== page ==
Disability representation

Book Review: The Amazing Edie Eckhart

Author: Rosie Jones
Illustrator: Natalie Smillie
Publisher: Hodder Children’s Books (2021)
Genre: Contemporary fiction (for a middle grade readership).

Digital drawing of a young girl with brown hair. She is smiling and wearing a blue dress and patterned leggings. Subheading says 'Being a little wobbly won't stop her.' She is surrounded by drawings of milkshakes and theatre masks and holding a diary in one hand.
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Image description in alt text.

This review contains spoilers for parts of the novel.

“Edie Eckhart is Excited with a capital E to start secondary school with her best friend Oscar – the fish to her chips, the bananas to her custard. But when she and Oscar are put into different tutor groups on their first day, Edie is devastated. Who will play secret hangman with her in class? Who will she eat sausage rolls with?

But while she’s plotting her reunion with Oscar, she accidentally gets cast as the lead in the school play. As Edie discovers a passion for performance, she also finds new friendships, talents, and dreams. After all, it’s easy to shine on and off the stage when you’re Amazing with a capital A.”

I admit that I was a bit worried when I saw the word “amazing” in the title that Edie’s story might lean a little towards inspiration porn. But the story illustrates that Edie is amazing not because she’s disabled. Her friends and family think she’s amazing because she’s a talented actress, a caring sibling and a thoughtful friend who happens to have cerebral palsy. Rosie Jones explored the ups and downs of friendship and romance in early adolescence alongside ableism and disability pride.

Able-boded readers will learn so much from Edie’s story, and disabled readers will be able to relate to equally as much. For instance, Edie’s new friend Georgia was initially reluctant to use the word “disability” about Edie. Many children and adults are reluctant to use it but, as Edie noted in her diary, “you can say ‘disabled’…it’s not a bad word you know…It doesn’t bother me and you shouldn’t be bothered by it either.” Similarly, Edie’s classmates stared at her on her first day. She reflected, “I understand they must have questions but I wish they’d just ask…They think it’s rude to ask. It’s not. Asking means you can get answers…and we can all just get on with our lives.” On the other hand, Edie’s friend Poppy exemplified inclusivity when she checked that a venue and activity was accessible before she booked it. As a reader who also has CP, I appreciated and related to these elements as well as the following point.  Novels featuring disabled characters rarely demonstrate the fatigue that accompanies cerebral palsy (it hasn’t appeared in any of the novels I’ve read about CP in any case). Jones included a scene where Edie had to run as part of her Physical Education class, and she was so tired afterwards that she fell asleep in her science class. Edie didn’t view this as a bad thing, just as part of her life. Rather than despairing about or bemoaning her disability, Edie embraced it as part of herself.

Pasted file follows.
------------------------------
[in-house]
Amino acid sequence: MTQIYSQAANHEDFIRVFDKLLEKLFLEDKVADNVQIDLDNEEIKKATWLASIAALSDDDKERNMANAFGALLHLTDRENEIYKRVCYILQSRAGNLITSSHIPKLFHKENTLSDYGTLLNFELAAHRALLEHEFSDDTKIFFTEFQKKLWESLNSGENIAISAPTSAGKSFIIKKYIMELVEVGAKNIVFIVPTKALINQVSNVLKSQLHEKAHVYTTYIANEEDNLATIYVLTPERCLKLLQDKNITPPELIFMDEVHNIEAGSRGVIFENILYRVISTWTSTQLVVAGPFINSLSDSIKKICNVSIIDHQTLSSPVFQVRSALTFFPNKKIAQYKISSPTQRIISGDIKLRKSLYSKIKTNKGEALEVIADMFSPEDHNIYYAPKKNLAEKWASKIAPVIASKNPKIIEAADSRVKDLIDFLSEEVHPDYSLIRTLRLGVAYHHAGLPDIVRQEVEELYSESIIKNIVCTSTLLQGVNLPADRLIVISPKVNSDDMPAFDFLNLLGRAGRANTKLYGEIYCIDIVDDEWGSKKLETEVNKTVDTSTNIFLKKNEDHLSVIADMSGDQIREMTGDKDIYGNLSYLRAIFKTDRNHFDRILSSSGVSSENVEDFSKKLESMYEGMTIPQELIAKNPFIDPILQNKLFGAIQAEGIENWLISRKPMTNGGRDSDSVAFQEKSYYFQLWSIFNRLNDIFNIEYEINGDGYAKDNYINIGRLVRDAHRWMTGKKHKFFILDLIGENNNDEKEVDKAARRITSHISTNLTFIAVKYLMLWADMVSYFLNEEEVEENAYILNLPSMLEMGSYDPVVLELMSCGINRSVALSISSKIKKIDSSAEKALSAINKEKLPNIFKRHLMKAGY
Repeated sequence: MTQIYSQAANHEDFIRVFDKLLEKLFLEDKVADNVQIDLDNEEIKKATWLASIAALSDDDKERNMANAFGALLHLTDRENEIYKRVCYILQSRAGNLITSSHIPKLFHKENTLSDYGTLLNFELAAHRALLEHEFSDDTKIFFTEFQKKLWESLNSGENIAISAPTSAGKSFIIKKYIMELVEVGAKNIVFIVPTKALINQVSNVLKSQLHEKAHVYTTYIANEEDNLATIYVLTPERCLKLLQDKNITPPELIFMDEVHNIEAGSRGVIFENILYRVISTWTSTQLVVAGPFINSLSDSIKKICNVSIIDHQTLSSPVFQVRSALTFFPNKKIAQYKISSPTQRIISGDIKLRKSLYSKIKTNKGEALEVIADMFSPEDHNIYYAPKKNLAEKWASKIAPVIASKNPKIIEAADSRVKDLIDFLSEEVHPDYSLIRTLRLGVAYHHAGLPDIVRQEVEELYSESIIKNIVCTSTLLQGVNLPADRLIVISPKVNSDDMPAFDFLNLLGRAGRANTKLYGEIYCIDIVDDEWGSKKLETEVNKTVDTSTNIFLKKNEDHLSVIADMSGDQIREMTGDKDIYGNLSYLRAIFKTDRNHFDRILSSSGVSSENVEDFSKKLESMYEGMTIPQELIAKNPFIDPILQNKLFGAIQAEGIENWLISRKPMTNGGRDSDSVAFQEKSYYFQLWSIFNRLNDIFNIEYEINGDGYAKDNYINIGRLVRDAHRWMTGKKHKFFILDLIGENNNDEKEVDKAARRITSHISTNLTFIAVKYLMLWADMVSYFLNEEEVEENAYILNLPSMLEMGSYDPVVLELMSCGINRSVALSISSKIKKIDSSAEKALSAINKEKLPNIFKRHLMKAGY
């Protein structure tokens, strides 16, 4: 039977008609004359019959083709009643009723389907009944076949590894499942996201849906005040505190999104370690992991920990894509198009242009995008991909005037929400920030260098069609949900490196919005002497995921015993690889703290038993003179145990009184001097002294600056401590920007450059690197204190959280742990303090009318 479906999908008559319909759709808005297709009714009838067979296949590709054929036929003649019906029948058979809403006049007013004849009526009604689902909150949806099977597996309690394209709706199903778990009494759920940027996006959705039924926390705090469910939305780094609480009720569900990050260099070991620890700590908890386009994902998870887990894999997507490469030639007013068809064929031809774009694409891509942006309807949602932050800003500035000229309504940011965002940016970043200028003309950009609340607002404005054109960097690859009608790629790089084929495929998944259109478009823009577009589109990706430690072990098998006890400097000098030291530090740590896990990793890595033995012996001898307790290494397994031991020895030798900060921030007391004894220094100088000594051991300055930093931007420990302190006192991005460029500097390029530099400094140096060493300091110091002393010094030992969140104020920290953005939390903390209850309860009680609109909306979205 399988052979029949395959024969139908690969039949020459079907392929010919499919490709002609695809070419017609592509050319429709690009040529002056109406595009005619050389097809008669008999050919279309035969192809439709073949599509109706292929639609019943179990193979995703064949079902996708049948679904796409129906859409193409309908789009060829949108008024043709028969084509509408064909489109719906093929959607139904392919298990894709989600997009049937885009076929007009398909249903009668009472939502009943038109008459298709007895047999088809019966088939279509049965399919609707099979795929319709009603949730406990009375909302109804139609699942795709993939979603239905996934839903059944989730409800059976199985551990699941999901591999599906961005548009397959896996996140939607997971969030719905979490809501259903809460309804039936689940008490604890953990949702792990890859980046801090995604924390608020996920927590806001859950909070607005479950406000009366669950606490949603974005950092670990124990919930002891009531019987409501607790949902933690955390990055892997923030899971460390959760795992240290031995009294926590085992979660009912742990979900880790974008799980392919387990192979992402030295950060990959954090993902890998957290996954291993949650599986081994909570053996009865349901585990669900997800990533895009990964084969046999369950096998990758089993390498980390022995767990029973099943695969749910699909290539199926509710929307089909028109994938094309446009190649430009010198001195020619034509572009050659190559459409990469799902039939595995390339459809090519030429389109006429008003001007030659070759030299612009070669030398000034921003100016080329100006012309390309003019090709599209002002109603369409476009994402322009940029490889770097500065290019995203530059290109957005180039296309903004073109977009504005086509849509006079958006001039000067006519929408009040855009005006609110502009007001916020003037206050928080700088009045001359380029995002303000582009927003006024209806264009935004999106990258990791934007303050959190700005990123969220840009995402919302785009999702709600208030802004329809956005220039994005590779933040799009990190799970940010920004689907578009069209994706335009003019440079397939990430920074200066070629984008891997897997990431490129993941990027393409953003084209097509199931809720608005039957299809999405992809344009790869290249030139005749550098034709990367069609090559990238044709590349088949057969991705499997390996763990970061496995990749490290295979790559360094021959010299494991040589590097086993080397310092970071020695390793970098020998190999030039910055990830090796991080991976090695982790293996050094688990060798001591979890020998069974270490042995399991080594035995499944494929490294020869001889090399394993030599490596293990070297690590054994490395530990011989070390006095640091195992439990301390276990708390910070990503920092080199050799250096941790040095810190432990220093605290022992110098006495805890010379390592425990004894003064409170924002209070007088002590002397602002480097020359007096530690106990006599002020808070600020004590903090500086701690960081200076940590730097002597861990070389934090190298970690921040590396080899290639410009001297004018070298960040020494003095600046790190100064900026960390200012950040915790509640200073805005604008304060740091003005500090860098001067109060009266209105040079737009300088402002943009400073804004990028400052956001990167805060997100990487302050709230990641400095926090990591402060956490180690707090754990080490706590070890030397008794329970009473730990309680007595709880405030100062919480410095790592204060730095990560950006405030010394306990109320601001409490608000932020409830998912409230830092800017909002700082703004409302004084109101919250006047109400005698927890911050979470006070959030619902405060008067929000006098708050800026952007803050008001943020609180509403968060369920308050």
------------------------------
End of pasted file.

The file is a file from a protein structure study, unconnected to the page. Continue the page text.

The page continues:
As well as embracing her disability, Edie learned to embrace new friendships and romance! Edie was initially unaware of how dependent she had become on her best friend, Oscar, but secondary school forced her to confront it and become her own person. Oscar joined the football team and Edie found a passion of her own by acting the lead role in the school play. She made new friends, most notably Flora, who was a young carer. Jones wrote a character who was part of multiple minority groups in Edie: female, disabled and queer. Edie didn’t think of herself with that label and it took her a long time to recognise her feelings for Flora as more than platonic. At eleven/twelve-years-old it seemed like Edie and her friends might be too young to focus so much on partners/boyfriends. Maybe that becomes a focus earlier in the UK?

The diary layout, with short entries for each day and illustrations to break up the text, made this an ideal book for younger readers. Jones also captured the voice of young people through the use of abbreviations like “lits” and “legit.”  

My favourite line was Edie’s teacher, Mrs. Adler’s response when Edie asked her about best friends:

“I don’t think I have a best friend…I have friends from school, university, work and I go to them all for different reasons.”

The Amazing Edie Eckhart is a fun #OwnVoices children’s novel that delivers an important message about disability pride and the necessity of accessibility and inclusion. I’d recommend it for children everywhere!

You can buy a copy of The Amazing Edie Eckhart from Booktopia.

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